STO also utilizes cryptocurrencies but under a special scheme. As mentioned earlier, it involves tokenized digital securities. These are sold in cryptocurrency exchanges, which may then be accustomed to trade financial assets like equities. Blockchain is used to stay and validate token transactions.

Advantages of DEX

  • Mitigating Hacking Risk : Since through Decentralized Cryptocurrency Exchange (DEX), a user does not have to transfer their data to a third party, there is no risk of hacking.
  • Preventing Marketing Manipulation : Because of their secure nature towards the peer-to-peer exchange of cryptocurrencies, decentralized exchanges eliminate market manipulation, protecting users from illicit trading.
  • Don’t Need KYC : Decentralized exchanges do not require customers to fill out their know-your-customer forms.

What is IDO, and How It’s Connected with DEX?

It is the initial DEX offering: a token that represents all types of assets hosted decentralized exchange.  IDO offers businesses a recourse of tools to engage their communities in an economy that vamp up their products and services while enabling them to make smart decisions regarding their assets. 

As a traditional start-up receives capital or investments before launching, projects that are issuing initial offerings receive financing from individual investors. Unlike an initial public offering (IPO), investors in initial DEX offerings (IDO) never own any equity in the project.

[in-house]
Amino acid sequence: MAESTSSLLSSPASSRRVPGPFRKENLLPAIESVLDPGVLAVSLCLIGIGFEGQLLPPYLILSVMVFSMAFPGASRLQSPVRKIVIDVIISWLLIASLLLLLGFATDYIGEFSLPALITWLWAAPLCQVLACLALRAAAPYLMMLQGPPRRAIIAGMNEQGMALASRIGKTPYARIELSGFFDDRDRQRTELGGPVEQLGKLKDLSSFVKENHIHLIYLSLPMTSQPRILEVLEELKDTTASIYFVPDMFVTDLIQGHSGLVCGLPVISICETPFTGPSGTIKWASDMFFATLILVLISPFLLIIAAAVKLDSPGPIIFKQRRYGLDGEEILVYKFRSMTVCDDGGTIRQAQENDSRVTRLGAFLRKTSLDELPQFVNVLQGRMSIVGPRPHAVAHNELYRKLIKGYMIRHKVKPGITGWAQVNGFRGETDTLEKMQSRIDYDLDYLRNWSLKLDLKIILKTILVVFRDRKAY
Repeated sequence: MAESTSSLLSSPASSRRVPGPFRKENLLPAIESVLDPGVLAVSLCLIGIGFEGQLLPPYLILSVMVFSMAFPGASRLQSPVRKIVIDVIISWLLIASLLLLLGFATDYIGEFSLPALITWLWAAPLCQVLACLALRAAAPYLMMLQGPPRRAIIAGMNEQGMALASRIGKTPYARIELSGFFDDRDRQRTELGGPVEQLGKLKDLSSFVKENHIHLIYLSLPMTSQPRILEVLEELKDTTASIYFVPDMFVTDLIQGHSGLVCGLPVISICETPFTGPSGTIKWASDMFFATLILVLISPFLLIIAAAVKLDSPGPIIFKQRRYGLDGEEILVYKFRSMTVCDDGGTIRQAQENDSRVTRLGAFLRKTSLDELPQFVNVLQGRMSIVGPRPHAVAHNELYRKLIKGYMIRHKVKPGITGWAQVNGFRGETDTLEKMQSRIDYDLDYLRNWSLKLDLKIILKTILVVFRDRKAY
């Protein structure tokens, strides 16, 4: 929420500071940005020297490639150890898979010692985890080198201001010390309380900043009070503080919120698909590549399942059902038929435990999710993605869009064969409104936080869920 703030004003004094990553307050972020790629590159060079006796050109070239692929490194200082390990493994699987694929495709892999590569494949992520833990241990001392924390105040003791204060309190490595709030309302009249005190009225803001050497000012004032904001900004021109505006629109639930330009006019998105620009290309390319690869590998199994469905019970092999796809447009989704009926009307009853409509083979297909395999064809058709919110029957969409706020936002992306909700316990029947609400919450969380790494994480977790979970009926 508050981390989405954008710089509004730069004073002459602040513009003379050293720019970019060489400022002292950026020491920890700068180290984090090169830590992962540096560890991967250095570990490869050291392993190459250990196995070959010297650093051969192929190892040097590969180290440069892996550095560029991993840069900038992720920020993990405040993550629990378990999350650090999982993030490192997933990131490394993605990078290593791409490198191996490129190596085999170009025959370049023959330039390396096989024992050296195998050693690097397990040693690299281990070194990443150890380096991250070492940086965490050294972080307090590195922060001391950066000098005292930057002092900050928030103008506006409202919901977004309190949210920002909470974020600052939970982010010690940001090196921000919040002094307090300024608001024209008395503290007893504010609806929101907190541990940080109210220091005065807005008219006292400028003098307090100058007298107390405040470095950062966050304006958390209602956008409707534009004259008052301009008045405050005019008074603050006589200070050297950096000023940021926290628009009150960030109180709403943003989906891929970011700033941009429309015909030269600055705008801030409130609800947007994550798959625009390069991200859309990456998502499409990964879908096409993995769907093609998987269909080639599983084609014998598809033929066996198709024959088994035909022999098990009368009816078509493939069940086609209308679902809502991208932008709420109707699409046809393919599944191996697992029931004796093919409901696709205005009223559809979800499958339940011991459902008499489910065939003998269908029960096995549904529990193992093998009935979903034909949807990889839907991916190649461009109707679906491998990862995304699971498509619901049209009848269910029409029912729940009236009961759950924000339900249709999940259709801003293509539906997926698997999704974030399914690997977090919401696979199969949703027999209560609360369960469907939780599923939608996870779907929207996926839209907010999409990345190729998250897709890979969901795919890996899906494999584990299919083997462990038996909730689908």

IDO has some effective advantages that make them more attractive than any other exchange offerings like ICO, IEO, etc. These advantages are immediate liquidity, immediate trading, and cost-effectiveness for listing. As we know, an initial DEX offering or IDO refers to the launching of a cryptocurrency on a decentralized exchange. In the initial DEX offering, the Blockchain project makes a coin’s first exclusive public debut on a DEX (Decentralized exchanges) to boost findings from retail investors. IDO has some close similarities with IEO (initial exchange offerings) i.e. both make possible instant trading on top of raising funds. However, in some instances, crypto projects undertake their token and raise funds via a centralized exchange that imposes stringent grounding rules:

  1. Payment of an enormous amount or offering a portion of the tokens to the exchange;
  2. Constraining the upcoming project from listing their token on competing exchanges on various platforms.
  3. Having very little freedom in controlling the parameters of a project’s token sale.

On the other hand, IDO can offer far more cost-effective token sales and listings. Also, it provides quick liquidity and cheaper listing costs with instantaneous trading. Examples of DEXs, which offers IDO services Binance DEX, Polka Starter, and Uniswap. Most traders opt for IDO instead of ICO because of IDO listings. It curbs the issuer of the tokens from monitoring how the fundraising round will go. I hope this article will help you know about DEX, IDO, and other cryptocurrencies exchanges. 

Read here more about IDO / DEX.

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Mansi Nashte
Articles: 108